Ellison comes from a patrynomic surname meaning “son of Ellis”, Ellis being a medieval form of Elijah, a Hebrew male name meaning “my God is Yahweh”. Ellison may also be a variant form of Elisedd, a Welsh male given name meaning “kind, benevolent” from Welsh elus. Ellison seems to be very popular as a girl’s name.
Origin: Hebrew, Welsh
- Ellis (English)
- Elisedd (Welsh)
Esmeralda is the Spanish and Portuguese word for “emerald”, also used as a given name. It comes from Old French esmeraude via Vulgar Latin (which is the common speech of Latin including different dialects) esmeralda, esmeraldus which comes from Ancient Greek smaragdos meaning “green gem”. That itself could come from a Semitic source such as Hebrew baraket or bareqeth meaning “emerald, shine” or Arabic barq “lightning”.
Origin: Hebrew, Arabic
- Esmeraude (Old French)
- Emeraude (French)
- Émeraude (French)
- Emerald (English)
Erin is the Anglicized form of Éireann (from which the name of Ireland comes from) derived from Gaelic Éire which comes from Old Irish Ériu meaning “fertile” or “fat, rich” likely in reference to the land, so connoting the idea of “abundant land” or “fat land”, from Proto-Celtic *Φīwerjon, derived from Proto-Indo-European *piHwerjon from *piHwer meaning “fat”.
Though Erin seems to be very popular for girls, it has been used as a boy’s name as well, making it a unisex name.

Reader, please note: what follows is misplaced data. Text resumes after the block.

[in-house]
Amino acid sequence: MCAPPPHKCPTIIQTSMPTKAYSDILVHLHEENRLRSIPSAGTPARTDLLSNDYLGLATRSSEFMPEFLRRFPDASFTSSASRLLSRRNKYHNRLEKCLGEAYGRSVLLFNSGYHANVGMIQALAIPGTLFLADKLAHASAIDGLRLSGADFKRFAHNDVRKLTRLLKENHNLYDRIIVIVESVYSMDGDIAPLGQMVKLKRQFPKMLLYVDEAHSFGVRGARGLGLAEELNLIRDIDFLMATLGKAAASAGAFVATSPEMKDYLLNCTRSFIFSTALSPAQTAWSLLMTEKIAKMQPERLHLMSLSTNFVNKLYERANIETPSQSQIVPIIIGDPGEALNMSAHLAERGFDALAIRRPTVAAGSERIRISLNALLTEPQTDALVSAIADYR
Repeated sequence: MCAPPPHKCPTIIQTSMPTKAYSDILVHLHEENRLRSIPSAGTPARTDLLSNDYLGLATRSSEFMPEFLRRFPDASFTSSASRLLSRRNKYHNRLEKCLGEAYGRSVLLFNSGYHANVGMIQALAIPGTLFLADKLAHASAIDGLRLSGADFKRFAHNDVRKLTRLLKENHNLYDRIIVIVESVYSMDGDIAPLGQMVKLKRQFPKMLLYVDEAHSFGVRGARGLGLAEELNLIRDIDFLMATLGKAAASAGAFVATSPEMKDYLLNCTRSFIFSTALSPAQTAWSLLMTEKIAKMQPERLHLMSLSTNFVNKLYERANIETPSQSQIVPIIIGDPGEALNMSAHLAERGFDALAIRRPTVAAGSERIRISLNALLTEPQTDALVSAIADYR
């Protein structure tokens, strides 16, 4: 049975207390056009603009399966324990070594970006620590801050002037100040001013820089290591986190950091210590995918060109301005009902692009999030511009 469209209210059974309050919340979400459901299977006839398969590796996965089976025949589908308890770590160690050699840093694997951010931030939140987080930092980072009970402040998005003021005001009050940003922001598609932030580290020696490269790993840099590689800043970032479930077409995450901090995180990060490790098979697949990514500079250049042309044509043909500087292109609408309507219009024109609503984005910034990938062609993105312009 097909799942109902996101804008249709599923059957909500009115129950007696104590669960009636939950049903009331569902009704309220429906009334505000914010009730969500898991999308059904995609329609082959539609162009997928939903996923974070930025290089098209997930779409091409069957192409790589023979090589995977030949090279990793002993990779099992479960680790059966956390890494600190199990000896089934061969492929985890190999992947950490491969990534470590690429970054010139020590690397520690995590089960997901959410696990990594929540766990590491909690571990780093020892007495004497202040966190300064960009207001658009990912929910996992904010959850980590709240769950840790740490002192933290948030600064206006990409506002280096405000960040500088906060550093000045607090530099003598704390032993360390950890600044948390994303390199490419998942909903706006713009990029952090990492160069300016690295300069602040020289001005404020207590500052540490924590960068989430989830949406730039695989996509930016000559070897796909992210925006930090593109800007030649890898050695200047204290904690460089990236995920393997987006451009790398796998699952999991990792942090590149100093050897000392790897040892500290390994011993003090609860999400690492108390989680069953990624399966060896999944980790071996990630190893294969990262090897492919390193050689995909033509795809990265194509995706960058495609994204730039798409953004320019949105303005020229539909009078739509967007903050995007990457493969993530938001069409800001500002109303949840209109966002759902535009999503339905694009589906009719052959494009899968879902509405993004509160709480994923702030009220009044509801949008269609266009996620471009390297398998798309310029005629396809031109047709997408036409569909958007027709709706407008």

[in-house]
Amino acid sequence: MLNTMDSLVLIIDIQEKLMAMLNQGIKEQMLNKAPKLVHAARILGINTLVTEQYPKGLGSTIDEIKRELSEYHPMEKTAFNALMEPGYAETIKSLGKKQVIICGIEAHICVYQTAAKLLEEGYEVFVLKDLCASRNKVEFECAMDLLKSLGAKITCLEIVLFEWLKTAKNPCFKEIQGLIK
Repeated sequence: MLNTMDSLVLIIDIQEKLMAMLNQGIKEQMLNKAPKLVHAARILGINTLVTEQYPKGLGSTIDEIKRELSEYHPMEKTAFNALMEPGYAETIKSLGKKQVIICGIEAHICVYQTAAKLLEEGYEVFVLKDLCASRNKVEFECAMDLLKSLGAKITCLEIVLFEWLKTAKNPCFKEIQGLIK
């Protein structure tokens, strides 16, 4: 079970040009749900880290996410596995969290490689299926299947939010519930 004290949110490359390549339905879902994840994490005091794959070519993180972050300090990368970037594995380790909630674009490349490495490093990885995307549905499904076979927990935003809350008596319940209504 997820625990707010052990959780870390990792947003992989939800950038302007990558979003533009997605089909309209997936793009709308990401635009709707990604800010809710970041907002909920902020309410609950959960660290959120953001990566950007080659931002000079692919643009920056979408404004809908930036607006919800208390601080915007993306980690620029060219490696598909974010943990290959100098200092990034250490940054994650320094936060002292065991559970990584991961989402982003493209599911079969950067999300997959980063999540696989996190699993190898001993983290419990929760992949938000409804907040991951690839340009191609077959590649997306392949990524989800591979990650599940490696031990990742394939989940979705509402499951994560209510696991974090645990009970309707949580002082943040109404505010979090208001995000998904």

- Eryn (English)
- Eireann (Irish, English)
- Éireann (Irish)
- Ériu (Irish)
- Arin (English)
Eliot comes from an English surname, originally used as a medieval pet-form of Elias, a cognate of Elijah, a Hebrew male name meaning “my God is Yahweh” or “Yahweh is my God”.
However, Elliott as a surname might come from an entirely different source: it could be derived from a Middle English male personal name, Athelgeat, meaning “noble Geat”, composed from Middle English athel (noble) and Geat, the name of a North Germanic tribe in southern Sweden. It might also be from Athelgyth, a Middle English female name meaning “noble battle” from Middle English athel (noble) and gyð (war, battle), or from Aelfweald meaning “elf ruler”. It might also be an Anglicized form of Gaelic eileach meaning “dam, mound, bank”.
I listed Eliot as a unisex name- some people might disagree with that and argue it’s a boy’s name and I’m not going to argue against that. But as a fan of the tv show Scrubs, I guess I’ve been able to see it as both.
Origin: Hebrew, Middle English
- Elliott (English)
- Elliot (English)
- Eliott (English)
- Elyot (English)
Etain is the Anglicized form of Étaín, an Irish female name. It seems likely it derives from Old Irish ét meaning “jealousy, passion, zeal”. In Irish mythology, Étaín is the lover of Midir, the son of the Dagda, but she was turned into a water, a worm, and a butterfly (or a fly in some versions) by his jealous wife Fuamnach. Étaín has also been associated as being a sun and horse goddess.
It can be pronounced as e-tane or ay-teen (I prefer the former).
- Étaín (Irish)
- Etaoin (Modern Irish)
- Éadaoin (Modern Irish)
- Édaín (Irish)
- Eadan (Modern Irish)
- Edana (Latin)